Training a young horse isn't for the inexperienced because you just don't have the knowledge to know when to push and when to back off, you don't know when the horse is ready for something and when they're not. If you push a young horse just a little bit too far, they can blow up and injure themselves, you, and anyone else around.

Please, for your own safety and for the sake of the horse's training, please get some help from a good trainer. You'll be a better owner/rider/handler and you'll have a better horse for it....without the broken trust and broken bones.
I completely understand, and i do know a lot about horses, lots family have horses that i have worked with and ridden.. And i will be having help with training, my family knows a lot about training them, but thank you though :)
 

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When you lunge the colt, it's really about you, the more dominant one, asking him to move his feet and stopping and enjoying a rest. Learn to send him in both directions. If you back up a few steps it encourages him to turn toward you. Try to keep him relaxed as they learn better than when all hyped up. Remember, you speak a different language from your colt and you need to help him understand what you want thro your body language. Don't get upset if he doesn't seem to respond to what you think you are asking. Try something else. And smile. You can start placing a light saddle on him altho a bareback pad might be better for now to get him used to the feeling of a cinch, which is done up barely snug and not saddle tight.
 

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Well, this is my first horse, and i just needed some information :)

And i have a young horse because i wanted to get a good connection with him, and i want a horse that will live a while some wanted him young plus i wanted to train him myself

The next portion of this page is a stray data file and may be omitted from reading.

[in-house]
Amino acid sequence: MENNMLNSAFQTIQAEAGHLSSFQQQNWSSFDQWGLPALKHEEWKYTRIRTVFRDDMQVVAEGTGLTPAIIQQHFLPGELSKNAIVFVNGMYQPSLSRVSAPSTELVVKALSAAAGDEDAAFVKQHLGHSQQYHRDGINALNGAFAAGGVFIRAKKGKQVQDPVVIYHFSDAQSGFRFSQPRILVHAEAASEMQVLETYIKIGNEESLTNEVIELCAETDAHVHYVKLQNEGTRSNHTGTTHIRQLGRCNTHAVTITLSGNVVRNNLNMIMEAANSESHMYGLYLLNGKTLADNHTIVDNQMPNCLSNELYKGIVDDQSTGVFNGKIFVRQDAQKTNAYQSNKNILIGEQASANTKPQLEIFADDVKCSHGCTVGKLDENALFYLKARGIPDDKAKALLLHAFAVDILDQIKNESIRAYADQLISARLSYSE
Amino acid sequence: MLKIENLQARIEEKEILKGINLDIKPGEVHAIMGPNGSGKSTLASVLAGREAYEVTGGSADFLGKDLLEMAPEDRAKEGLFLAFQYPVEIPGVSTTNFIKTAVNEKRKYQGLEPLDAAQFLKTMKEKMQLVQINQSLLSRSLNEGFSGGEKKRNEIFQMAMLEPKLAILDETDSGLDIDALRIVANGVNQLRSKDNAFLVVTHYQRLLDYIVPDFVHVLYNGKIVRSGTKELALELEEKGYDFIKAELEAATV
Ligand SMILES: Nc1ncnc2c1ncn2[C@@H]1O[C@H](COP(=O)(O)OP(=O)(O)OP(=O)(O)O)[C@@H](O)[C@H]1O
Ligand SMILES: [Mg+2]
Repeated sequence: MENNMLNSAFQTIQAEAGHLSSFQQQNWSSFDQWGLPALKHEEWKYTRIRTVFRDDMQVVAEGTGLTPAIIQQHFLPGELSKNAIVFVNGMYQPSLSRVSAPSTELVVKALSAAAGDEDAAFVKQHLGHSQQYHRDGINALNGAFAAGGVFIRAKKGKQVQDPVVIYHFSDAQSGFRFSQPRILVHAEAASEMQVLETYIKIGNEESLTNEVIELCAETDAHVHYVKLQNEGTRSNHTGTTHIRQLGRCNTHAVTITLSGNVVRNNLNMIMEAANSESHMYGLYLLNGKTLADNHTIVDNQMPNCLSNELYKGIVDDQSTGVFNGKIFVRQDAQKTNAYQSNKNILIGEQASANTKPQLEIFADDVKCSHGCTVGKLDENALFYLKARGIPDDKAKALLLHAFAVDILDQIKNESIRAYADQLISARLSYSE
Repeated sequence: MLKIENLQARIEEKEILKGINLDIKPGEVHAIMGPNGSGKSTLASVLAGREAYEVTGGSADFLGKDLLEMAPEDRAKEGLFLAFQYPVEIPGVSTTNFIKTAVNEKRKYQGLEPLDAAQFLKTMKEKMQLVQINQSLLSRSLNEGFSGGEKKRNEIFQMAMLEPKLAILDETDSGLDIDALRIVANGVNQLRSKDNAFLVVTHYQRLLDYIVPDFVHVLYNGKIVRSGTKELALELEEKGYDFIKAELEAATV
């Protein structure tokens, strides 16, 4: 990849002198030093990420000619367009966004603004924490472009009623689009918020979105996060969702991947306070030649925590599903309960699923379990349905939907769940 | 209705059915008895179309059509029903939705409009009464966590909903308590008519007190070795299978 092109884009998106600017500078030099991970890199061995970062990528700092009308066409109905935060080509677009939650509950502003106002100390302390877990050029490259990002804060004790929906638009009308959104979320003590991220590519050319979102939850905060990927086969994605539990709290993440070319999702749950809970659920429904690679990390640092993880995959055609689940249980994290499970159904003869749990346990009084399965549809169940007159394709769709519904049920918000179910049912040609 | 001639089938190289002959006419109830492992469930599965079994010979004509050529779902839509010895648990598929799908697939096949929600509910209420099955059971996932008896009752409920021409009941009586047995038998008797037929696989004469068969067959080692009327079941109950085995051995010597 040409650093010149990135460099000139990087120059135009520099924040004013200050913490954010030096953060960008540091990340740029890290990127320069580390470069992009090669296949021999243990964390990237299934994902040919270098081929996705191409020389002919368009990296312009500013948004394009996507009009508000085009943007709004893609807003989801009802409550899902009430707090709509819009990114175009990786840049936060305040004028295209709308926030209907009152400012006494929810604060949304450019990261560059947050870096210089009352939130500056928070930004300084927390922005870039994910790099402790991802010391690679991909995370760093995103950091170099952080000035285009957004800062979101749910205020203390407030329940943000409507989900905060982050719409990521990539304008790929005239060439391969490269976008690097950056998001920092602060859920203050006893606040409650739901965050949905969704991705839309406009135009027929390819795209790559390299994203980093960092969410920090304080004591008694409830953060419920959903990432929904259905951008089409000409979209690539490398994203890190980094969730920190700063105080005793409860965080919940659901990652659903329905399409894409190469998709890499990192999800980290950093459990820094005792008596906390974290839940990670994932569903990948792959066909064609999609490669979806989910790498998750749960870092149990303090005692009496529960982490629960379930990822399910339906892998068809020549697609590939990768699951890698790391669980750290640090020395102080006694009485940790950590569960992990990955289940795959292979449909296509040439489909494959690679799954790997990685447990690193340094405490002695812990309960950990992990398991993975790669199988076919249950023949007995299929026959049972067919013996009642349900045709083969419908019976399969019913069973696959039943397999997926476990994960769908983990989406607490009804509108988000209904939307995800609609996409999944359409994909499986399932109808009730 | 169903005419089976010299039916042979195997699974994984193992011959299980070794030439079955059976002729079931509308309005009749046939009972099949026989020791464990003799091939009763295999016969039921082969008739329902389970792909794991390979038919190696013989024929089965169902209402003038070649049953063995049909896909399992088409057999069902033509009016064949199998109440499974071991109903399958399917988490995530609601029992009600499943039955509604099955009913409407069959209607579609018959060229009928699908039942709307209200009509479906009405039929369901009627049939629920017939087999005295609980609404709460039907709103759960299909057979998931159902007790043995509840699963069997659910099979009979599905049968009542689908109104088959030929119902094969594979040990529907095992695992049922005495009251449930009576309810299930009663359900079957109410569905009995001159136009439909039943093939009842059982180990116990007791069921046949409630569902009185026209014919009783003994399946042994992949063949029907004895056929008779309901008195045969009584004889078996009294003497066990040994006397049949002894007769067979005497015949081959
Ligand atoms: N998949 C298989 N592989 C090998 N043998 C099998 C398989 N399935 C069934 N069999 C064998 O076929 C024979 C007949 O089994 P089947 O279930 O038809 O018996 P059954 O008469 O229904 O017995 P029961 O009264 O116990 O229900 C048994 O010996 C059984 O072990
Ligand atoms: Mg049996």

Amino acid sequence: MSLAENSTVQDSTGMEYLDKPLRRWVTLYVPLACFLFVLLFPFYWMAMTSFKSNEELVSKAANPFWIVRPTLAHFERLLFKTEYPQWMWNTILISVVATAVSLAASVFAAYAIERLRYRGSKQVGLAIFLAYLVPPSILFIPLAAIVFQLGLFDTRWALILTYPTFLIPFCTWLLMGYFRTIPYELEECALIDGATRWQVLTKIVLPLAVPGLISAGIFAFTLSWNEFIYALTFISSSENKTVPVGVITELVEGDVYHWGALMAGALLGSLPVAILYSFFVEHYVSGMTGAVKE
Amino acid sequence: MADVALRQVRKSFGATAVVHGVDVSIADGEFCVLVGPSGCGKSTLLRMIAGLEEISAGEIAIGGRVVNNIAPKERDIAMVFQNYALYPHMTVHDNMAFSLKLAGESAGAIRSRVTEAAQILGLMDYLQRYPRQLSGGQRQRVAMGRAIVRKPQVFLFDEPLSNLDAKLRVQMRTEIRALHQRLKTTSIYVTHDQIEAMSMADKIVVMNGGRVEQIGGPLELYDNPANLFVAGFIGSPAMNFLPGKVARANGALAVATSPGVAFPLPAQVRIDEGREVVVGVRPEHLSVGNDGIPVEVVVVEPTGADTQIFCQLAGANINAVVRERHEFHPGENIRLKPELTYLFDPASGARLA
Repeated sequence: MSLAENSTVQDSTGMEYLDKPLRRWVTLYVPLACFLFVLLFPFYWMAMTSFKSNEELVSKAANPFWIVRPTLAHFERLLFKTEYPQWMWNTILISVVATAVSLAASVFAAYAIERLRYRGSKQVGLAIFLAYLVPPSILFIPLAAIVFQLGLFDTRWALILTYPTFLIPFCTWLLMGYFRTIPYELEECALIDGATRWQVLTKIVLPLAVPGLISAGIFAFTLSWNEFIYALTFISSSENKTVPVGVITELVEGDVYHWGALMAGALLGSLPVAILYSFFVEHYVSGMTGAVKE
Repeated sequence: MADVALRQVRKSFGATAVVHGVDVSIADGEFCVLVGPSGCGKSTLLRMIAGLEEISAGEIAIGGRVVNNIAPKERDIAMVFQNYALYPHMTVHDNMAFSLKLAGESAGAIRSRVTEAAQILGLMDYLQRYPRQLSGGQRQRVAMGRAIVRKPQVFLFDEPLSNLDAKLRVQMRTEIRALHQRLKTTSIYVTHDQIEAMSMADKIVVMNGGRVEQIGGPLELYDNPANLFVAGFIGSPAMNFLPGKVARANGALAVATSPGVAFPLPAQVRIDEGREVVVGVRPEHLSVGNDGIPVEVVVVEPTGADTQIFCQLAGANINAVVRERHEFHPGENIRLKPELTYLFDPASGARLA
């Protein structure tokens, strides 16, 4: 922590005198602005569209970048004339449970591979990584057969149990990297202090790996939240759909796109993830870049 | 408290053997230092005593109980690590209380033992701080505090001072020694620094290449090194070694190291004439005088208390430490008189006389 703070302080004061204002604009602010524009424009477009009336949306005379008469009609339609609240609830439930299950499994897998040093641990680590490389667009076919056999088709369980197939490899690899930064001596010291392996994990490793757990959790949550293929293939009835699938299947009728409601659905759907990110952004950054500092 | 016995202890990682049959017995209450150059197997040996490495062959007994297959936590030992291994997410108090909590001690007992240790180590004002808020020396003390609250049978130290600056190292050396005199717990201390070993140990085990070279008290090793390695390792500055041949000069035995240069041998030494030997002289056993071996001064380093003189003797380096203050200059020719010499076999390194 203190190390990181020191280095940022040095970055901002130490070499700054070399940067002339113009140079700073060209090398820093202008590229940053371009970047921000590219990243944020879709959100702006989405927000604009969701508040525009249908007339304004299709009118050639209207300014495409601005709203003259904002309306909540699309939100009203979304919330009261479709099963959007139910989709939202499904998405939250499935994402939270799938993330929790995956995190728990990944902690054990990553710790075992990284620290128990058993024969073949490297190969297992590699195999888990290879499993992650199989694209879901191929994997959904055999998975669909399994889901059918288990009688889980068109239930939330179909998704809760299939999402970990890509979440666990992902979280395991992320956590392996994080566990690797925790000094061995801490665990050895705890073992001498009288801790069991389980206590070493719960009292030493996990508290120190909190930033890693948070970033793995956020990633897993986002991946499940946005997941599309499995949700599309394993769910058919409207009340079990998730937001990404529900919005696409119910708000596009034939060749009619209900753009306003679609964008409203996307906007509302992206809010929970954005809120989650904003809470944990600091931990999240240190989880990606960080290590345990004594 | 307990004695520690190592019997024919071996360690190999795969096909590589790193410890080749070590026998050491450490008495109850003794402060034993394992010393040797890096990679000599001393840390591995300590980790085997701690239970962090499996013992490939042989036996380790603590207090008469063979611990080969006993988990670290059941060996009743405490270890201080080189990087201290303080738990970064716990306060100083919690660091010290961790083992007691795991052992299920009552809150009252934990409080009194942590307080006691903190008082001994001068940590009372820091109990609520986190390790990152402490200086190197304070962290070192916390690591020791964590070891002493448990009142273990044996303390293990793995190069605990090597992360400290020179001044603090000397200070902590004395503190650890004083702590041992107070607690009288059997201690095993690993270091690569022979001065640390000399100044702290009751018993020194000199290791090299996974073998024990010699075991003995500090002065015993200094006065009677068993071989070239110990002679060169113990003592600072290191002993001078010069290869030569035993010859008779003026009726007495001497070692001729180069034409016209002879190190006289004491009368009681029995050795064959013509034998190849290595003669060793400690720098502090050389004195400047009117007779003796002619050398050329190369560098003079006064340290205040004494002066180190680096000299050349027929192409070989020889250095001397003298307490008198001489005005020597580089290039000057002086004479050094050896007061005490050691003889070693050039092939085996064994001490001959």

Taralynn, this is rookie mistake #1. It is NEVER a good idea for an inexperienced (green) rider to work with an inexperienced (green) horse. Neither of you know what you are doing, and one or both of you will get hurt as a result. This is where the old saying "green + green = black & blue" comes from.

Horses don't have "good connections". They don't think about you during the day. They don't think about your feelings. They don't sit around wondering when you are going to show up. They are a horse. Period. They will choose their horse buddies over you. They will choose grass and treats over you. They only learn to respect and trust you when you are a solid leader.

I highly advise you to take riding lessons on an older horse who has been there and done that. Because if you don't even know how to handle a trained horse, how are you going to handle an untrained one?

A 2-yr-old should NOT be your first horse.

Do you think it would be wise for a 9-yr-old child to drive a car? No! So why would it make sense for an inexperienced rider to "drive" a horse? Especially when the horse doesn't have automatic shifting, or brakes, or a steering wheel because they are not trained.

and i do know a lot about horses
No you don't.

And I don't mean that to be snotty or rude, but to make you actually accept and understand that you should not work with this horse at all unless you have supervision by someone who has successfully trained young horses before. So that you can learn the correct way to do it. Why make your own mistakes and ruin the horse, when you can work with someone who's been there and done that?
 

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'Advice from people' will NEVER take the place of learning in a correct environment on a good well broke horse. You need to learn feel. Feel can only come from years of working with horses.